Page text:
Joel Karp
University of Pennsylvania   
Positron Emission Tomography (PET): Present and Future Technology

PET is a powerful imaging tool that is being used to study cancer, using a variety of tracers to measure physiological processes including glucose metabolism, cell proliferation, and hypoxia in tumor cells. As PET has grown in the last several years, it has become clear that improved lesion detection and quantification are critical goals for cancer studies. The performance of these tasks will be described and related to the physical characteristics of PET instruments. Data correction methods will be described as well as techniques for fully 3D iterative reconstruction.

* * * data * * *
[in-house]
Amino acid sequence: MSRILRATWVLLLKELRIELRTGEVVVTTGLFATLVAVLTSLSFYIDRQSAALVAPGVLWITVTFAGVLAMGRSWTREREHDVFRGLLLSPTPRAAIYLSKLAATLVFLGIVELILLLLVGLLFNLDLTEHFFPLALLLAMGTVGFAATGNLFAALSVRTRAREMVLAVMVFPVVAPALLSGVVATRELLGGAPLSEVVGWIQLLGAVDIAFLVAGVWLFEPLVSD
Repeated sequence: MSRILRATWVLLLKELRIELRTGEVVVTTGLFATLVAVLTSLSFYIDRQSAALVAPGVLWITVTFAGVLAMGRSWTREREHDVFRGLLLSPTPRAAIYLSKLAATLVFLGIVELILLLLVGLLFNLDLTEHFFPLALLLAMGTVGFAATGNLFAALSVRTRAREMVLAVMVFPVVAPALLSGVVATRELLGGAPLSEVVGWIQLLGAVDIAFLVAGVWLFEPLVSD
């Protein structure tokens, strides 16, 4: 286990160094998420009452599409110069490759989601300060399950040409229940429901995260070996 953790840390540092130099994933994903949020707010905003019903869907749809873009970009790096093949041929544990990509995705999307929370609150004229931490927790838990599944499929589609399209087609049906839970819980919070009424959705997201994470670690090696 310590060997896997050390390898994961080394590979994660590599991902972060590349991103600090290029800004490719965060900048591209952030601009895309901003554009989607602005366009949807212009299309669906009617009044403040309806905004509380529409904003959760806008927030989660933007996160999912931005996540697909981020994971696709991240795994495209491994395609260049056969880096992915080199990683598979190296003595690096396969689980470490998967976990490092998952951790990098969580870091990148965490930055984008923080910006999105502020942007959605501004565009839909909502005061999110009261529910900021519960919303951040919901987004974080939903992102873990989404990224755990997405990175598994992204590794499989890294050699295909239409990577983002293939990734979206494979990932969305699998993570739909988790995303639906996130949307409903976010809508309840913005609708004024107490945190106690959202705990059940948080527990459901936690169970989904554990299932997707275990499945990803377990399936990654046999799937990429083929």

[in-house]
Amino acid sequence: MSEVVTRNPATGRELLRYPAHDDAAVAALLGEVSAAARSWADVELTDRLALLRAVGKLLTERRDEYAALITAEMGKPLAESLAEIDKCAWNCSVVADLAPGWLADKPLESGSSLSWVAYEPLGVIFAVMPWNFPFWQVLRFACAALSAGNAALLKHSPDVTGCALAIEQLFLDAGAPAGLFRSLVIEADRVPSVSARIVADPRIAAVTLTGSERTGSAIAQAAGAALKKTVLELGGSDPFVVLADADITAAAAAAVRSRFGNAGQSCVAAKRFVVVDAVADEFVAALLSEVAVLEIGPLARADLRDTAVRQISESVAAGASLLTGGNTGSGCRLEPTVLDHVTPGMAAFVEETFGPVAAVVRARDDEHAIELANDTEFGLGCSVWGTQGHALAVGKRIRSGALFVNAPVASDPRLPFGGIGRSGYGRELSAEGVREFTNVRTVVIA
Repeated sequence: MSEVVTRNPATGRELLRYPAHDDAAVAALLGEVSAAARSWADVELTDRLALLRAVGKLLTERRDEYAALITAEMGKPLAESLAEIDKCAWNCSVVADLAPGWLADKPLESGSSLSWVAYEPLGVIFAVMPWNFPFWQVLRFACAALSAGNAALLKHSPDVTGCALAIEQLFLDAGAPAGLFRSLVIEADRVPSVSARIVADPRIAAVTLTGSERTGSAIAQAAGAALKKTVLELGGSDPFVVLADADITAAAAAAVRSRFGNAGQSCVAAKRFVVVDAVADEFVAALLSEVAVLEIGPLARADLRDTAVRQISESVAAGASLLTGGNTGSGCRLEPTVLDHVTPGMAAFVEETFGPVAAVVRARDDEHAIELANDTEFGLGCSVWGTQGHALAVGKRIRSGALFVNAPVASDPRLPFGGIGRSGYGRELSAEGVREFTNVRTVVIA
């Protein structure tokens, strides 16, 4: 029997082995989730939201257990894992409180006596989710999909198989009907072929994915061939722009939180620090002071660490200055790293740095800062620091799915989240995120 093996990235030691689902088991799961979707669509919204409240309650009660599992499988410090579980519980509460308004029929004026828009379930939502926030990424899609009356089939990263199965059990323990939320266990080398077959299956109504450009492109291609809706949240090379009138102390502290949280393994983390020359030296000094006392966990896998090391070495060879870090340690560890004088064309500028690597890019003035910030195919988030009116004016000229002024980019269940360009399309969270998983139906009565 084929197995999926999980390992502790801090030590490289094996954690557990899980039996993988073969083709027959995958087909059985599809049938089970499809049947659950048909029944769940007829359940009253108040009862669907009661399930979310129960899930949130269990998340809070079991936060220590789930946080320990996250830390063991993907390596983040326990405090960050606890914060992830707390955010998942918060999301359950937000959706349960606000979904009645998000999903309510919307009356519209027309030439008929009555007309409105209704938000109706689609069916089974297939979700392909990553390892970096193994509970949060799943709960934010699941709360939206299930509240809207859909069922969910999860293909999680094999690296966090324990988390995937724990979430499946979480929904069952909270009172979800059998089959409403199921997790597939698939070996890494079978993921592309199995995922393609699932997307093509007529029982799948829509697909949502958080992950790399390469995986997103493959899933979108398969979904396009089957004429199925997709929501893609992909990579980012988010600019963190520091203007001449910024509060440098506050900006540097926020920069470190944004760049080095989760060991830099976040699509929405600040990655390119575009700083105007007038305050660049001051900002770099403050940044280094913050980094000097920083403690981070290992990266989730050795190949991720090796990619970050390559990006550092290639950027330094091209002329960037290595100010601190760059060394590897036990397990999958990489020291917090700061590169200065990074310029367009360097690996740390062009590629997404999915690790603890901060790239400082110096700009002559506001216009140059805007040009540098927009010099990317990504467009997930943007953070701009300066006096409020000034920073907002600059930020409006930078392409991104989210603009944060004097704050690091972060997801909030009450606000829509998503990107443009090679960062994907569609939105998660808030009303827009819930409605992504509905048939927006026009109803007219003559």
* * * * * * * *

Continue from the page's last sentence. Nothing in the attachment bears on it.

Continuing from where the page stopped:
Although overall performance of the current generation of PET scanners has significantly improved, there are limitations especially for heavy patients where attenuation and scatter effects are increased. We have therefore begun investigations of new scintillation detectors, scanner designs, and image processing algorithms in order to overcome these limitations and further improve performance. In particular, we are studying scanner designs that would incorporate scintillators with improved energy and timing resolution. Improved energy resolution helps to reduce scattered radiation, and improved timing resolution makes it feasible to incorporate the time-of-flight information between the two coincident gamma rays into the image reconstruction algorithm, a technique that improves signal-to-noise. Results of recent experiments and computer simulations will be shown to demonstrate these potential improvements.